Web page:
Wheels for Warmth is a great thing. It turns an unutilized resource (winter tires sitting in garages) into money for emergency home heating assistance. It also gives many a Vermonter a chance to buy perfectly good snows on the cheap.
Win-win, and a testament to Phil Scott’s community-mindedness.
But when you run a charitable enterprise, no matter how noble, you have to play by the rules.
Charities that sell stuff to raise money are supposed to collect and pay sales tax. And as far as I can tell, Wheels for Warmth doesn’t do so.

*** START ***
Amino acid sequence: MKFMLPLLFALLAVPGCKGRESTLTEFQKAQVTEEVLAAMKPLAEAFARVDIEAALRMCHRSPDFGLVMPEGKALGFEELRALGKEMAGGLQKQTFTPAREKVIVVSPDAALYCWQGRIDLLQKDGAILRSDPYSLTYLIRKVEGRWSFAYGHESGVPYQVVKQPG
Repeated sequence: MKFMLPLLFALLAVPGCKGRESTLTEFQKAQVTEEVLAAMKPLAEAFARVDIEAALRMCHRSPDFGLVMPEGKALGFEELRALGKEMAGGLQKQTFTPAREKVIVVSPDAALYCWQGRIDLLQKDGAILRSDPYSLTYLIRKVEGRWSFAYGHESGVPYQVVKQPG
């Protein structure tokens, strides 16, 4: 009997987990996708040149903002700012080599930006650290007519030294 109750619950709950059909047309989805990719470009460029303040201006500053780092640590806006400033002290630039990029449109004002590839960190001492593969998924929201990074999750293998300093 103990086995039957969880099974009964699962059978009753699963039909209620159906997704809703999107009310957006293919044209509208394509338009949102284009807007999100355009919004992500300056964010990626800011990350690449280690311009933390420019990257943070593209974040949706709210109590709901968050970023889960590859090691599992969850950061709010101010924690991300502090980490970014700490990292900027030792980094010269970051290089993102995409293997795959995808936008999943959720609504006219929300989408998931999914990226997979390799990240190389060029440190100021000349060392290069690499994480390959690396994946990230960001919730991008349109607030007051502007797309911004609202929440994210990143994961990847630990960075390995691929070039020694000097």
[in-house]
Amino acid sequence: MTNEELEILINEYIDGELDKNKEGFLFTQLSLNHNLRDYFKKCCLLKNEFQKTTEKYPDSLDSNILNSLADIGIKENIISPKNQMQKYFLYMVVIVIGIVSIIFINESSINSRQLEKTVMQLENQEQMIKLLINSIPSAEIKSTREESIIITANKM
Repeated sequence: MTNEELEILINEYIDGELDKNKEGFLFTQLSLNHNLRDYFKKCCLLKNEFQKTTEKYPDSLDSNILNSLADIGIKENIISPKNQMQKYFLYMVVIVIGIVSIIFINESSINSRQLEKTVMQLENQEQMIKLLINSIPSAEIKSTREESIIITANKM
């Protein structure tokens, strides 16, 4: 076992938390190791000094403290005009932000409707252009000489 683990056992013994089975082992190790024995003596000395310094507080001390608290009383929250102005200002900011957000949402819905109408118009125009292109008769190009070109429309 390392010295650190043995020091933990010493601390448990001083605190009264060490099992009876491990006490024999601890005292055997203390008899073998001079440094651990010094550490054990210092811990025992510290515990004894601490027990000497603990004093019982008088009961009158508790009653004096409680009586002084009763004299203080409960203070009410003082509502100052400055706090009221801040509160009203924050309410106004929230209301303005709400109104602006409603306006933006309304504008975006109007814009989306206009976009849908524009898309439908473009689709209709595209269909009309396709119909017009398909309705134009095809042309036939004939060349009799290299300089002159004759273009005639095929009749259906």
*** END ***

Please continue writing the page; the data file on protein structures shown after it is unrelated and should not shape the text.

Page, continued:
An inquiry to the Tax Department produced the following information courtesy of Kirby Keeton,
Tax Policy Analyst Interim General Counsel for the Department.
The state “cannot disclose tax information related to a specific taxpayer,” Keeton wrote. However, it can say whether an entity is registered to collect and pay sales tax.
Wheels for Warmth is not so registered.